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Airplane luxury seat belt, first class
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Sure, it’s nicer to fly first class with its larger seats, free drinks, and attentive service, but is it actually safer to fly in the upgraded cabin?

Short answer: No.

But that simple fact doesn’t stop people like Scott Pruitt, the head of the Environmental Protection Agency, from saying it was “safer” to be in first class. Surely, he was making this excuse to help ease anger over his spending on flights, specifically because the cost of his travel comes out of taxpayers' pockets.

“There have been instances, unfortunately, during my time as administrator, as I’ve flown and spent time, of interaction that’s not been the best,” Pruitt told the Associated Press. “And, so, ingress and egress off the plane ... that’s all decisions all made by our (security) detail team, by the chief of staff, by the administration. I don’t make any of those decisions. They place me on the plane where they think is best from a safety perspective.”

However, according to pilots, experts, and empirical data, the idea that one is either more secure or safer sitting in first class is pure poppycock.

"First class is not safer than economy,” Chesley “Sully” Sullenberger III — you know, the pilot who safely landed a plane in the Hudson River — plainly stated to The Washington Post.

"I cannot think of anything [that would make first class safer]” Harro Ranter, chief executive of the Aviation Safety Network, added. “In an actual accident, best chances of survival are usually in the rear."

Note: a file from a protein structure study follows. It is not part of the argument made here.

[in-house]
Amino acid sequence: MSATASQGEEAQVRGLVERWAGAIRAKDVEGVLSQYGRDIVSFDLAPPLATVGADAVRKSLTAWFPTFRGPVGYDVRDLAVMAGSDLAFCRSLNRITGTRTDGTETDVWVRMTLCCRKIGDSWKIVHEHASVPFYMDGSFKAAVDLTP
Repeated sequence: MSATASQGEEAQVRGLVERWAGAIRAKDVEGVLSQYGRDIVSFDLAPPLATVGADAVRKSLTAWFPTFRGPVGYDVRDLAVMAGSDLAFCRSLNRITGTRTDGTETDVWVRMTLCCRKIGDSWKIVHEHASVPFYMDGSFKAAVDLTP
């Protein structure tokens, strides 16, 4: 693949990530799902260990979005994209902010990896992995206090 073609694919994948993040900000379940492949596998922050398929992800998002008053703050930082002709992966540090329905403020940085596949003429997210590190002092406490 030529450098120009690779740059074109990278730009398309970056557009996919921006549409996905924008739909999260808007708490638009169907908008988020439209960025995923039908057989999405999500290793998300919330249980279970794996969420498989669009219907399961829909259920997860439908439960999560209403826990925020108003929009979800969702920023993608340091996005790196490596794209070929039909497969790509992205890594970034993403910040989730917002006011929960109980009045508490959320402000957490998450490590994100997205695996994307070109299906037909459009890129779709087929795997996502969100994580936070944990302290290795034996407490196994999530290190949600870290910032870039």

And Ranter is certainly right about sitting in the back of an aircraft if you want to increase your chances of survival in a crash.

According to a lengthy analysis by TIME, which sifted through the Federal Aviation Administration’s CSRTG Aircraft Accident Database looking for accidents with both fatalities and survivors, the person in the middle seat in the very, very last row of a plane has the best chance at survival.

According to TIME, “the seats in the back third of the aircraft had a 32 percent fatality rate, compared with 39 percent in the middle third and 38 percent in the front third.” Furthermore, aisle seats in the middle of the aircraft had the highest fatality rate at 44 percent, while the middle seats in the back had the lowest fatality rate at 28 percent.

However, there’s one big caveat to this data: The FAA itself notes that there’s no real “safest” seat. In an airplane crash, which by the way is exceedingly rare, survival depends more on the circumstances of the crash, and less on where you’re sitting.

So in the end, class may not actually matter. But, if you’re really, really looking for the safest option you should probably consider only flying on one of these airlines that has never had fatal incident and maybe, for added luck, sit in the back.